Despite the poor condition of the property, the silver lining was that the roof had previously been replaced by one of the potential developers.
Much of the work was painstakingly carried out by Alex’s brother Miles, supported by a local builder and tradespeople. The entire team worked tirelessly to meet the high standards the house inherently demands.
For Lisa and Alex, who have worked constantly on the house for eight years with no holidays, it’s been a labour of love. “We lived and breathed it,” says Lisa. “Once you start something like this, there’s no going back.”
Fixing wiring to the surface of historic stone or brickwork can easily damage the walling. Where it can’t be avoided, cable clips should be fixed into the mortar joints rather than the stones or bricks so they can be removed at a later date without causing significant damage.
If you’re chasing wiring into plastered walls, try to reuse existing channels, switch and socket locations. Chases should be carefully made by hand and the cables run in plastic conduits so that future rewiring can take place without the need to cut into the wall again. When making good, you should use appropriate materials that are compatible with the surrounding fabric, and certainly not modern plasters or fillers.
Where cables pass through floor joists, it’s best to reuse old notches in the timbers where possible. Your electrician should plan the installation to prevent the need for any new cutting of joists wherever possible – but if it is necessary, avoid notching the bottom section. This part of the timber is doing the most work and cutting it can significantly weaken it.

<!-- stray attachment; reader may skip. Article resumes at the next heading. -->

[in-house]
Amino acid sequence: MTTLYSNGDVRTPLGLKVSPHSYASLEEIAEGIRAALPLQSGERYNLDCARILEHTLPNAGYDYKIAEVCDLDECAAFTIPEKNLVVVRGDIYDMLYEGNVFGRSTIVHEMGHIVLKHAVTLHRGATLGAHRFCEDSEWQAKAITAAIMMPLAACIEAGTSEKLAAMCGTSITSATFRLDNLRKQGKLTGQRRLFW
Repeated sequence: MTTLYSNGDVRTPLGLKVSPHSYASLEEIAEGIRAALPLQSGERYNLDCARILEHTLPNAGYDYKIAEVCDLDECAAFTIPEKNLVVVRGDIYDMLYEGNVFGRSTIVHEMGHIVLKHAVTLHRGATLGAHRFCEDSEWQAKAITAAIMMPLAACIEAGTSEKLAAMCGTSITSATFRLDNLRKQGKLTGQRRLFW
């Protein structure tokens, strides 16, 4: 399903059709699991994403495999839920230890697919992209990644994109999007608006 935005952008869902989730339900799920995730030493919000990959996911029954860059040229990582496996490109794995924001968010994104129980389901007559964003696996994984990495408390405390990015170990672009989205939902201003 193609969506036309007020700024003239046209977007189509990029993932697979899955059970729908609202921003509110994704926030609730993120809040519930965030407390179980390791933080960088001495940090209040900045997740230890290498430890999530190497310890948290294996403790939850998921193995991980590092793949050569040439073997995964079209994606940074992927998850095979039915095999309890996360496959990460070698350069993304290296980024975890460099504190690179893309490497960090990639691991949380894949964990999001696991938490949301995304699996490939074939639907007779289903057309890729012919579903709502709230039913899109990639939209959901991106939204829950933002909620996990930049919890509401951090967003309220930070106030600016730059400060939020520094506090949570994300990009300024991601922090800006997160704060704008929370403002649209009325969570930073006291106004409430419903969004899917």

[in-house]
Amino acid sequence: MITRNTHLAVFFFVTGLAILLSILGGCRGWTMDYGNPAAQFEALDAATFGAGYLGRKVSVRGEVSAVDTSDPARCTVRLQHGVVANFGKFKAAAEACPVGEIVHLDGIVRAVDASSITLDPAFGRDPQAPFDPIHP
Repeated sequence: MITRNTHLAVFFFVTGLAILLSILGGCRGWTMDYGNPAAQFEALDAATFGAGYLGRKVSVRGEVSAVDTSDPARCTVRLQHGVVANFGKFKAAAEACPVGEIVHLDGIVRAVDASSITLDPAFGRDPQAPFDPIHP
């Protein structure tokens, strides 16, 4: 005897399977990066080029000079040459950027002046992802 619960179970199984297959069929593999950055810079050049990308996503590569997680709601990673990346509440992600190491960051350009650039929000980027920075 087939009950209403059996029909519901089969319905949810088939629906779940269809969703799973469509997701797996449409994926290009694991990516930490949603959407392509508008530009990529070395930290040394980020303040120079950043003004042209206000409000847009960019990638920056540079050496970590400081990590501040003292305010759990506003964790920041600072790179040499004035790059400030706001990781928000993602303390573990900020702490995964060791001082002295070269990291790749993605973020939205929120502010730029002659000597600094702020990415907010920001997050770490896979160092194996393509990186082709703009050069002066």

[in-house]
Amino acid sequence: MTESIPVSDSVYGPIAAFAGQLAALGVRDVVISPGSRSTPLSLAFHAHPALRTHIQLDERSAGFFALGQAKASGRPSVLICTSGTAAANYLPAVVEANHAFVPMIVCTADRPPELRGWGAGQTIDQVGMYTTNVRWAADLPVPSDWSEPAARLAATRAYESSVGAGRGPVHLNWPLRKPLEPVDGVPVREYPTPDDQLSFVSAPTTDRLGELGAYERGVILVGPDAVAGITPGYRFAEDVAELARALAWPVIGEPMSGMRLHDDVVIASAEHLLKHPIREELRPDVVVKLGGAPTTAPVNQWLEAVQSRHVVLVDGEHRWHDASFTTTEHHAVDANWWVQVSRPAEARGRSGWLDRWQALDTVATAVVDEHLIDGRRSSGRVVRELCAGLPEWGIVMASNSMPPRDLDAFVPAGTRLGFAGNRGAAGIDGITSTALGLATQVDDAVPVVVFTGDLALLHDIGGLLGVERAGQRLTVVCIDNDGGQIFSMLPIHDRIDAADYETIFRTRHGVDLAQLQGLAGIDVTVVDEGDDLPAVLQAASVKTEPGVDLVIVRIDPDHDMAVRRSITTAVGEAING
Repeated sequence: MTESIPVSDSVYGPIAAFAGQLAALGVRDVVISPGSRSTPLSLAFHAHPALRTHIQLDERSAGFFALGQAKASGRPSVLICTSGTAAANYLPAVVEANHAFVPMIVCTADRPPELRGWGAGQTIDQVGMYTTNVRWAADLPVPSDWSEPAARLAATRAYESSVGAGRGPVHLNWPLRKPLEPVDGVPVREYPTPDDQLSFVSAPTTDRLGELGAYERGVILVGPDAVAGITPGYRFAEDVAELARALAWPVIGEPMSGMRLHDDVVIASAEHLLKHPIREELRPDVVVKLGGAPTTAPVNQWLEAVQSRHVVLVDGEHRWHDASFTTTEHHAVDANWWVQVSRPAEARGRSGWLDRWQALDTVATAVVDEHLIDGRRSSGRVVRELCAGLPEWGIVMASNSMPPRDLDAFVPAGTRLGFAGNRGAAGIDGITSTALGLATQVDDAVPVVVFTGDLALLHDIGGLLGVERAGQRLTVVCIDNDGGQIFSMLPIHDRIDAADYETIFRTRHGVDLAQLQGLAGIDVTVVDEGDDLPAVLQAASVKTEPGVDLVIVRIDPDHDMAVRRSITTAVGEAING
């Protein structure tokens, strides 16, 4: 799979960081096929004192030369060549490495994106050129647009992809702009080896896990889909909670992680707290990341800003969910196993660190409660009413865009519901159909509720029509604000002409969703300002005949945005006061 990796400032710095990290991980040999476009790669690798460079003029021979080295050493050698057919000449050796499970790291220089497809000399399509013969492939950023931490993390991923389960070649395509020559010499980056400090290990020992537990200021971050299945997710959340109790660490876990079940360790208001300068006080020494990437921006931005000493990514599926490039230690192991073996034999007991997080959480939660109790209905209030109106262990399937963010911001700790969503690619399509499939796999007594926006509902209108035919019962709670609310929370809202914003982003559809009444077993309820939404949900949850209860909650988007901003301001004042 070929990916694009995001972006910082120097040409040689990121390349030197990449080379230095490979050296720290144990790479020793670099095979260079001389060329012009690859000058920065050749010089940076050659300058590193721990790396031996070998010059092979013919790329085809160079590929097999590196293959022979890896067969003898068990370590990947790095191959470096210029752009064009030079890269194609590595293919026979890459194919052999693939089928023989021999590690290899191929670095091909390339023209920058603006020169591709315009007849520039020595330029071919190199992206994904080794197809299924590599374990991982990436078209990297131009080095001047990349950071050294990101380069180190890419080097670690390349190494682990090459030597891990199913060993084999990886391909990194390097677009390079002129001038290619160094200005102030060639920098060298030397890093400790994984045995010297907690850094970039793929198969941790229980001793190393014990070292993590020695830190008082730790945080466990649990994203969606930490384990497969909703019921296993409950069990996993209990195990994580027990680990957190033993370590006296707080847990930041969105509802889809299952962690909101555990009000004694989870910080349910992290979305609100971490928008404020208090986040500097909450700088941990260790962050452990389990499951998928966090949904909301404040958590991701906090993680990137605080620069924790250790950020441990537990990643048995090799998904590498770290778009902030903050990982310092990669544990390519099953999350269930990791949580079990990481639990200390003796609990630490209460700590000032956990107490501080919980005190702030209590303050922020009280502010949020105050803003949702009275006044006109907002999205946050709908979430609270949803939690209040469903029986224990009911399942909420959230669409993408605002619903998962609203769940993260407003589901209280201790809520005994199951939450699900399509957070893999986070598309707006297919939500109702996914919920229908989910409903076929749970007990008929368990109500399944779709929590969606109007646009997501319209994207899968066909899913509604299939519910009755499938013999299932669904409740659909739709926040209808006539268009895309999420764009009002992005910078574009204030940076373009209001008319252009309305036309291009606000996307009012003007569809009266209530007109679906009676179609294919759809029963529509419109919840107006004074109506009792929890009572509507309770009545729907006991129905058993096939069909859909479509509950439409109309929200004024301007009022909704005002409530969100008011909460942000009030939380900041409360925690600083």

Generally, a safer bet is to drill suitable holes along the centre line, as this ‘neutral zone’ in the middle of the joist is under the least load. There are rules of thumb to apply here, but if you’re in any doubt then seek the advice of a structural engineer.
Part of your reason for rewiring is likely to be that your requirements for sockets, lighting etc are much greater than they were when the house’s electrics were last overhauled.
You might also need cabling, sockets or switches for products such as central heating controls, alarms, smoke detectors, doorbells, outdoor lighting, telephones, televisions and cable/satellite.
It’s important to weigh up these requirements against the impact on the building fabric and degree of intervention involved. Inserting too much ‘smart’ technology could compromise what is special about your old house.
Read more: Top tips to add value to a period home
Increasingly, wireless solutions are making this balance easier to achieve – eliminating the need for conduits and cables, even to the extent that you can now purchase wireless switches.
Bear in mind that an old building, particularly if it has thick stone walls, can give rise to difficulties for wireless network coverage.
Careful design and the incorporation of boosters might be required. It also pays to think ahead to avoid unnecessary cost and disruption. I’ve seen a number of projects where great efforts have been made running speaker or multimedia cables that were obsolete almost as soon as the work was finished.